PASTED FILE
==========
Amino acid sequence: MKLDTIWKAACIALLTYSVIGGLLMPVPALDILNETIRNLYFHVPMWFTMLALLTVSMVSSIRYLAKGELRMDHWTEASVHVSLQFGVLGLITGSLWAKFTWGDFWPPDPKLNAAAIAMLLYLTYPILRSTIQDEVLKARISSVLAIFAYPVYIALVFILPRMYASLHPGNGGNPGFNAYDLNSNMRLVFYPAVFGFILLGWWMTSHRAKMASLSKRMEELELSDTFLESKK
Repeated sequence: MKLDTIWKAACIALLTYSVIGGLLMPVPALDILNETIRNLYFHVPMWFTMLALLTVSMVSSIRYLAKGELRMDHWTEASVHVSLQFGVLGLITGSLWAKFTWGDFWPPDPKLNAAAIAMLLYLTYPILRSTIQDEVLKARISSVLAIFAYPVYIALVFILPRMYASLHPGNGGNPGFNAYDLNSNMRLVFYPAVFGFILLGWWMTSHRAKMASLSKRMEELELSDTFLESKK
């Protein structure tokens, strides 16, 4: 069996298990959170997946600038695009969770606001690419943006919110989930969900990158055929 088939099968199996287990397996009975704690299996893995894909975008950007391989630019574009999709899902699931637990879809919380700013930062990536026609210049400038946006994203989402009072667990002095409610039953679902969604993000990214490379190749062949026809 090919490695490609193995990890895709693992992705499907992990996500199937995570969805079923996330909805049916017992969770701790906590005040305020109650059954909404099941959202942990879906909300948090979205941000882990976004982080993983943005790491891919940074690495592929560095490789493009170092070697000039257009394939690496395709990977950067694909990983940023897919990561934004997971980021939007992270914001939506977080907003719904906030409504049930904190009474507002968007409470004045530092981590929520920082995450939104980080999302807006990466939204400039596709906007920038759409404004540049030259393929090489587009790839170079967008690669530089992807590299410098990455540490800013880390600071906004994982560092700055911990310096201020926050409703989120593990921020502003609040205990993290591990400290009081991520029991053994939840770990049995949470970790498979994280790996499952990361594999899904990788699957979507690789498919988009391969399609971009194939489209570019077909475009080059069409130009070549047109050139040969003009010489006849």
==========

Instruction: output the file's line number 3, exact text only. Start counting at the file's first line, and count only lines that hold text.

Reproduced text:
């Protein structure tokens, strides 16, 4: 069996298990959170997946600038695009969770606001690419943006919110989930969900990158055929 088939099968199996287990397996009975704690299996893995894909975008950007391989630019574009999709899902699931637990879809919380700013930062990536026609210049400038946006994203989402009072667990002095409610039953679902969604993000990214490379190749062949026809 090919490695490609193995990890895709693992992705499907992990996500199937995570969805079923996330909805049916017992969770701790906590005040305020109650059954909404099941959202942990879906909300948090979205941000882990976004982080993983943005790491891919940074690495592929560095490789493009170092070697000039257009394939690496395709990977950067694909990983940023897919990561934004997971980021939007992270914001939506977080907003719904906030409504049930904190009474507002968007409470004045530092981590929520920082995450939104980080999302807006990466939204400039596709906007920038759409404004540049030259393929090489587009790839170079967008690669530089992807590299410098990455540490800013880390600071906004994982560092700055911990310096201020926050409703989120593990921020502003609040205990993290591990400290009081991520029991053994939840770990049995949470970790498979994280790996499952990361594999899904990788699957979507690789498919988009391969399609971009194939489209570019077909475009080059069409130009070549047109050139040969003009010489006849």